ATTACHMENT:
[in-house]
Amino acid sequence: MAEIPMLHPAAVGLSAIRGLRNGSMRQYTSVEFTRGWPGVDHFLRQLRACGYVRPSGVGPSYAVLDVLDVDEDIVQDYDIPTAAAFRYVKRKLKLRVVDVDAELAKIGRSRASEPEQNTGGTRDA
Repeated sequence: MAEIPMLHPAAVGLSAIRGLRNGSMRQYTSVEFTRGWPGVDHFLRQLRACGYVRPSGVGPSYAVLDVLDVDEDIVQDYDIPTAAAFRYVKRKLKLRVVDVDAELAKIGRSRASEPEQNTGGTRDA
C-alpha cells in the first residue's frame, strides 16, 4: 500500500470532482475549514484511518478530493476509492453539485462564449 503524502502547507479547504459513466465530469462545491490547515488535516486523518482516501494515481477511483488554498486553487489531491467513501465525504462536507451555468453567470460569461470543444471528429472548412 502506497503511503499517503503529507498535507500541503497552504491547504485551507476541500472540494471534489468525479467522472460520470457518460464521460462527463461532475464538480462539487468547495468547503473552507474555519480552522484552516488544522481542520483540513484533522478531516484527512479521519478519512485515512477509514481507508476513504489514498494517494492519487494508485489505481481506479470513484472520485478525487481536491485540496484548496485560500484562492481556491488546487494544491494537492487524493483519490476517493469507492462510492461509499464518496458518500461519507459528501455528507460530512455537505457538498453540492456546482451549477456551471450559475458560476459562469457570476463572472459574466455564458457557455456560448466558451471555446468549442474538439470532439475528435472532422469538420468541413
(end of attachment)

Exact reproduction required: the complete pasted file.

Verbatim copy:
[in-house]
Amino acid sequence: MAEIPMLHPAAVGLSAIRGLRNGSMRQYTSVEFTRGWPGVDHFLRQLRACGYVRPSGVGPSYAVLDVLDVDEDIVQDYDIPTAAAFRYVKRKLKLRVVDVDAELAKIGRSRASEPEQNTGGTRDA
Repeated sequence: MAEIPMLHPAAVGLSAIRGLRNGSMRQYTSVEFTRGWPGVDHFLRQLRACGYVRPSGVGPSYAVLDVLDVDEDIVQDYDIPTAAAFRYVKRKLKLRVVDVDAELAKIGRSRASEPEQNTGGTRDA
C-alpha cells in the first residue's frame, strides 16, 4: 500500500470532482475549514484511518478530493476509492453539485462564449 503524502502547507479547504459513466465530469462545491490547515488535516486523518482516501494515481477511483488554498486553487489531491467513501465525504462536507451555468453567470460569461470543444471528429472548412 502506497503511503499517503503529507498535507500541503497552504491547504485551507476541500472540494471534489468525479467522472460520470457518460464521460462527463461532475464538480462539487468547495468547503473552507474555519480552522484552516488544522481542520483540513484533522478531516484527512479521519478519512485515512477509514481507508476513504489514498494517494492519487494508485489505481481506479470513484472520485478525487481536491485540496484548496485560500484562492481556491488546487494544491494537492487524493483519490476517493469507492462510492461509499464518496458518500461519507459528501455528507460530512455537505457538498453540492456546482451549477456551471450559475458560476459562469457570476463572472459574466455564458457557455456560448466558451471555446468549442474538439470532439475528435472532422469538420468541413